The New York Times has just revealed one of the primary reasons that Donald Trump has yet to make any of his tax returns public. According to the newspaper, the president has engaged in “outright tax fraud” that greatly augmented the large inheritance that he received from his family and undermines his carefully constructed if obviously false image as a self-made billionaire.
After gaining access to a “vast trove of confidential tax returns and financial records,” The New York Times’ investigation “reveals that Mr. Trump received the equivalent today of at least $413 million from his father’s real estate empire, starting when he was a toddler and continuing to this day.”
Trump received much of this money, according to records and interviews, by helping his parents evade taxes, setting up phony corporations along with his siblings to launder millions of dollars in gifts from Fred and Mary Trump.
The records also show that the president helped his father save millions through “improper tax deductions” and designed a scheme to avoid millions in inheritance taxes on the family real estate empire by undervaluing their worth by hundreds of millions of dollars on the family’s tax returns in advance of the transfer of the properties to him and his siblings.
The financial chicanery was overlooked by the IRS, The Times discovered, and the president’s parents transferred well over $1 billion in wealth to their children, which normally would have resulted in a tax bill of at least $550 million under the then 55 percent tax rate on gifts and inheritances. Instead, the Trumps paid a total of $52.2 million, or about 5 percent, tax records show.
The New York Times based its reporting on;
“interviews with Fred Trump’s former employees and advisers and more than 100,000 pages of documents describing the inner workings and immense profitability of his empire. They include documents culled from public sources — mortgages and deeds, probate records, financial disclosure reports, regulatory records, and civil court files.”
“The investigation also draws on tens of thousands of pages of confidential records — bank statements, financial audits, accounting ledgers, cash disbursement reports, invoices, and canceled checks. Most notably, the documents include more than 200 tax returns from Fred Trump, his companies and various Trump partnerships and trusts.”
Despite the obvious quantity of detailed investigative work and hard-nosed reporting that went into the story, President Trump is already attacking the newspaper with cries of “fake news.” A lawyer for the president naturally redefined the meaning of the word facts in responding to the story.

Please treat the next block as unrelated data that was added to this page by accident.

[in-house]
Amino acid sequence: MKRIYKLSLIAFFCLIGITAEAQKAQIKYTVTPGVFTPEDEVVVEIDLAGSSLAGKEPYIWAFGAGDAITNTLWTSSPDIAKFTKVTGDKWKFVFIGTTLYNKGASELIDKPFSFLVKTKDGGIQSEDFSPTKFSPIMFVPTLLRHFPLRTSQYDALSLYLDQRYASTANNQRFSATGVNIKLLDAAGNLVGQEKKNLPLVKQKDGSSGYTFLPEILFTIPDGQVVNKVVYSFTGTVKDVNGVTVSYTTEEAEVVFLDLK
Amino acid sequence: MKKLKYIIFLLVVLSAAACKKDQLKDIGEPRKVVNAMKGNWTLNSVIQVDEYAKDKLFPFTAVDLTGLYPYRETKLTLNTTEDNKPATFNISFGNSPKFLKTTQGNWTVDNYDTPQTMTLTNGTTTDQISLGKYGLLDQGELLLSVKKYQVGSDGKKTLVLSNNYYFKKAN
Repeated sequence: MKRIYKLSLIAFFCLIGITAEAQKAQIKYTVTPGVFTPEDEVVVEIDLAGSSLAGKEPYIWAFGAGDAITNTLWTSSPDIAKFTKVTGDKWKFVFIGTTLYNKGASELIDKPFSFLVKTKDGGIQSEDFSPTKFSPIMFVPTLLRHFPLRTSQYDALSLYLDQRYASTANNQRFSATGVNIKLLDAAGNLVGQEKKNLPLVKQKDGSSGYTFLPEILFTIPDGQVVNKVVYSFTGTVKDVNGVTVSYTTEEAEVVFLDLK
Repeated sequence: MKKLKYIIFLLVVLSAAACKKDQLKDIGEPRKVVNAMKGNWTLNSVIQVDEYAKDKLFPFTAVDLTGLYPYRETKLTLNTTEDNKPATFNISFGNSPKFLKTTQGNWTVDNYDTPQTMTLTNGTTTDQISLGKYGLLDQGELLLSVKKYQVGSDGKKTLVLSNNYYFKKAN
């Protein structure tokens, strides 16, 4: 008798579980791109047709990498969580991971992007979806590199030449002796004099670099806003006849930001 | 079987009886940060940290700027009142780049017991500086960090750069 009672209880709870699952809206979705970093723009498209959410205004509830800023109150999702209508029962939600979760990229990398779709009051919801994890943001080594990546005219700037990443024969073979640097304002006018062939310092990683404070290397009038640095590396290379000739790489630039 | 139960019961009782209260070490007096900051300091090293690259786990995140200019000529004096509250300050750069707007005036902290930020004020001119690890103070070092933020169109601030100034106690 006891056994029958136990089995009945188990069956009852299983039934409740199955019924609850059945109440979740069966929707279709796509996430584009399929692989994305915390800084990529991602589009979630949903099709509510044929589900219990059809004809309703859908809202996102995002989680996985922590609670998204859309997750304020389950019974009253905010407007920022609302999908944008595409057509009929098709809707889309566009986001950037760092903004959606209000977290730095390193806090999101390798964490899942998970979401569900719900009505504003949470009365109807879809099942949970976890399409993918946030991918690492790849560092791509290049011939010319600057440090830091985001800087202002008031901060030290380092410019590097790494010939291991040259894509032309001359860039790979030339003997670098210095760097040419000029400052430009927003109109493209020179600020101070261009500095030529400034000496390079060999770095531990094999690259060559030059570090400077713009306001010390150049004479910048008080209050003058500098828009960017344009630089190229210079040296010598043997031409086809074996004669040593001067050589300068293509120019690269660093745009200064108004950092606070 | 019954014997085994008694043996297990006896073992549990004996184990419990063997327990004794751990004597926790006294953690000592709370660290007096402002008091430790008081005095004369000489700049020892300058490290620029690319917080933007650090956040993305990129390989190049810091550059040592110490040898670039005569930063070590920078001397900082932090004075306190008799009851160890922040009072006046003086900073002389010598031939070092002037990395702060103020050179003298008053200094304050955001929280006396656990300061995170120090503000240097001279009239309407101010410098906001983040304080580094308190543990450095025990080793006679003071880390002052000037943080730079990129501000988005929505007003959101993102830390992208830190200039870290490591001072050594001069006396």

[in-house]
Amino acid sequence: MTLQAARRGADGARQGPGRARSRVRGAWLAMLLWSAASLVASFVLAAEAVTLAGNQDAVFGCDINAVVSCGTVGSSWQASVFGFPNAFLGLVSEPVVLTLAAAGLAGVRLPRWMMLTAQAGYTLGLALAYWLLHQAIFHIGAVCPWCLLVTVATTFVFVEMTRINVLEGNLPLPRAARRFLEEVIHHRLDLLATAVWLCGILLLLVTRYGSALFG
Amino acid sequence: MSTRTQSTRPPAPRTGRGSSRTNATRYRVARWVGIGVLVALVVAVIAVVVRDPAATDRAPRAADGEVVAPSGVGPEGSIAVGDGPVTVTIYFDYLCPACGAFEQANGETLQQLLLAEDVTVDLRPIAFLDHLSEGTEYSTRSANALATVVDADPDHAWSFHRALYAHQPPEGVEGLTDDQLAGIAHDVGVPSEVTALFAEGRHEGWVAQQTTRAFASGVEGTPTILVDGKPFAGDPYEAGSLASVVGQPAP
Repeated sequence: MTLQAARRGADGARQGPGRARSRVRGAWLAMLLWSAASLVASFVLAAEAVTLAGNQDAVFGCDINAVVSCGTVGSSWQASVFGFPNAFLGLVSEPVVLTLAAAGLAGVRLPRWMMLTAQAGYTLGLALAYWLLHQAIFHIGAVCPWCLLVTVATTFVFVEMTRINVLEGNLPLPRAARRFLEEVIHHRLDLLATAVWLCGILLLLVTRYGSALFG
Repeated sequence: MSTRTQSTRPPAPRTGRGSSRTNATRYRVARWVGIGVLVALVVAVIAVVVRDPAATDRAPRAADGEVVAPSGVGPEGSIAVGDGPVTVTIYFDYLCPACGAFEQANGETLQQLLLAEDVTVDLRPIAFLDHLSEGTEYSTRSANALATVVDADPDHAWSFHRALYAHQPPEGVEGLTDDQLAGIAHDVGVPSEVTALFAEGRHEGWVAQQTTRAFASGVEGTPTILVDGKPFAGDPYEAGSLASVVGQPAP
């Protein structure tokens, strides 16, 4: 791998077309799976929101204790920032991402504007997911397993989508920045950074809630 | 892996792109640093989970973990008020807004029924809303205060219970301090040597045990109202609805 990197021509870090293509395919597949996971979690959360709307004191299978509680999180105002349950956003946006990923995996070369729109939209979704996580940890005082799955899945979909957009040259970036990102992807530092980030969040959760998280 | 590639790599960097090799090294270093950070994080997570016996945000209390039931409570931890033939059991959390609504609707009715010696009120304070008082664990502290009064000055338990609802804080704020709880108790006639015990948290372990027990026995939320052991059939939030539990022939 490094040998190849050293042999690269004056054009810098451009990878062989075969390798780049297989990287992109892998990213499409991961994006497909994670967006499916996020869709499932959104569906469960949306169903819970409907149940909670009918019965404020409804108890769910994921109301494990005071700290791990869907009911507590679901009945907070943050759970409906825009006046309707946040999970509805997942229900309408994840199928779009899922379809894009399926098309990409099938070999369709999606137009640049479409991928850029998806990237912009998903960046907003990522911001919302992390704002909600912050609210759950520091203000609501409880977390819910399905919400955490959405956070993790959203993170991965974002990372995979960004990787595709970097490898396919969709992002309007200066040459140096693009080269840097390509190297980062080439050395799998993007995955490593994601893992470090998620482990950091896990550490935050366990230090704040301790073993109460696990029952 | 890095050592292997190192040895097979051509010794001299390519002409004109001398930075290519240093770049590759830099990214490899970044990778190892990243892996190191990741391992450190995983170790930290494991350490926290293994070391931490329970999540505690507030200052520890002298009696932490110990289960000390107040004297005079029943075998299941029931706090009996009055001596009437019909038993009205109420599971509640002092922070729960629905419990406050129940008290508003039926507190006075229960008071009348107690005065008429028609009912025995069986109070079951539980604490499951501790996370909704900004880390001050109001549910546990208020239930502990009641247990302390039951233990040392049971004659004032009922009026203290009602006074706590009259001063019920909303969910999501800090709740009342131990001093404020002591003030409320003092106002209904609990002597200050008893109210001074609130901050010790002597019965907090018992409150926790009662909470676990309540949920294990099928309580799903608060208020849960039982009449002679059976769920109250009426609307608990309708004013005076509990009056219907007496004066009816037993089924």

“The New York Times’s allegations of fraud and tax evasion are 100 percent false, and highly defamatory,” Charles Harder, Trump’s attorney said. “There was no fraud or tax evasion by anyone. The facts upon which The Times bases its false allegations are extremely inaccurate.”
Mr. Harder sought to distance the president from any potential liability in directing the tax scams by shifting the blame to other family members and outside tax preparation experts.
“President Trump had virtually no involvement whatsoever with these matters,” he said. “The affairs were handled by other Trump family members who were not experts themselves and therefore relied entirely upon the aforementioned licensed professionals to ensure full compliance with the law.”
The president’s low-profile brother Robert Trump released a statement on behalf of the Trump family essentially saying that their parents’ estates have been closed by both state and federal tax authorities since 2004, that all taxes were paid, and that they have no other comment other than to let their parents rest in peace.
This latest evidence of criminal financial behavior by Donald Trump and his family provide new insight into why the president is so adamant in keeping the public from viewing his personal income tax returns. While the statute of limitations has already expired for criminal prosecution of the most egregious acts of tax evasion, there is no limit for the levying of civil fines for tax fraud.
Even more damaging to Donald Trump’s monstrous, but ultimately precariously fragile, ego is the fact that these newly uncovered financial details completely undermine the president’s purposefully designed origin story as a billionaire who received just a small handout (of $1 million!) from his father to start his own “successful” businesses.
Instead, The Times‘ report paints a portrait of a spoiled rich kid who was born with a golden spoon in his mouth and cheated his way to the riches he claims he actually earned.
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